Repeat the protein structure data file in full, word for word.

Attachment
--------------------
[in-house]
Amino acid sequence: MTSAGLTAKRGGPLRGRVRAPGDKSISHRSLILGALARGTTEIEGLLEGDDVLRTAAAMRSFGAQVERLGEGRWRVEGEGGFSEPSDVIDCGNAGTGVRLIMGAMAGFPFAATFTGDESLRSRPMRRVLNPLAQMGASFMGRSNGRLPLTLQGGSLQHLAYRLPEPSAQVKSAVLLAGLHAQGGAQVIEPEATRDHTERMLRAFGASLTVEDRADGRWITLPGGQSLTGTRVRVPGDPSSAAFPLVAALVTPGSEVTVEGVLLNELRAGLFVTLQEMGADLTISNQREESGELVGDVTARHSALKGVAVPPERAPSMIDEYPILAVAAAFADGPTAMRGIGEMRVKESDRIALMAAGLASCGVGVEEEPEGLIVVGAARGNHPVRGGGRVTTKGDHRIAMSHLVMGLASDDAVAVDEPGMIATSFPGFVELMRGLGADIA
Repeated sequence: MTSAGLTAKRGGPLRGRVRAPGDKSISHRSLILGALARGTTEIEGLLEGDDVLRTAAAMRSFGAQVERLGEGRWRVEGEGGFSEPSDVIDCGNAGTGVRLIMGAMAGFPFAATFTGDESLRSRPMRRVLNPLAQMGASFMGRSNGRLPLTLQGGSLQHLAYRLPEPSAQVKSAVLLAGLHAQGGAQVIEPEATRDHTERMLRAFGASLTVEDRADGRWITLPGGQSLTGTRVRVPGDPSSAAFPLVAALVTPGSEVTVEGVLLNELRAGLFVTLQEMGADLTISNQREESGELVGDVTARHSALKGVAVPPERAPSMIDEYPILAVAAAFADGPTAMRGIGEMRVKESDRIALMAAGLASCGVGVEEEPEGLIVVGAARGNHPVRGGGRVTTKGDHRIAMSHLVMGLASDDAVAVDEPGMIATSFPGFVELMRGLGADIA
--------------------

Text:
[in-house]
Amino acid sequence: MTSAGLTAKRGGPLRGRVRAPGDKSISHRSLILGALARGTTEIEGLLEGDDVLRTAAAMRSFGAQVERLGEGRWRVEGEGGFSEPSDVIDCGNAGTGVRLIMGAMAGFPFAATFTGDESLRSRPMRRVLNPLAQMGASFMGRSNGRLPLTLQGGSLQHLAYRLPEPSAQVKSAVLLAGLHAQGGAQVIEPEATRDHTERMLRAFGASLTVEDRADGRWITLPGGQSLTGTRVRVPGDPSSAAFPLVAALVTPGSEVTVEGVLLNELRAGLFVTLQEMGADLTISNQREESGELVGDVTARHSALKGVAVPPERAPSMIDEYPILAVAAAFADGPTAMRGIGEMRVKESDRIALMAAGLASCGVGVEEEPEGLIVVGAARGNHPVRGGGRVTTKGDHRIAMSHLVMGLASDDAVAVDEPGMIATSFPGFVELMRGLGADIA
Repeated sequence: MTSAGLTAKRGGPLRGRVRAPGDKSISHRSLILGALARGTTEIEGLLEGDDVLRTAAAMRSFGAQVERLGEGRWRVEGEGGFSEPSDVIDCGNAGTGVRLIMGAMAGFPFAATFTGDESLRSRPMRRVLNPLAQMGASFMGRSNGRLPLTLQGGSLQHLAYRLPEPSAQVKSAVLLAGLHAQGGAQVIEPEATRDHTERMLRAFGASLTVEDRADGRWITLPGGQSLTGTRVRVPGDPSSAAFPLVAALVTPGSEVTVEGVLLNELRAGLFVTLQEMGADLTISNQREESGELVGDVTARHSALKGVAVPPERAPSMIDEYPILAVAAAFADGPTAMRGIGEMRVKESDRIALMAAGLASCGVGVEEEPEGLIVVGAARGNHPVRGGGRVTTKGDHRIAMSHLVMGLASDDAVAVDEPGMIATSFPGFVELMRGLGADIA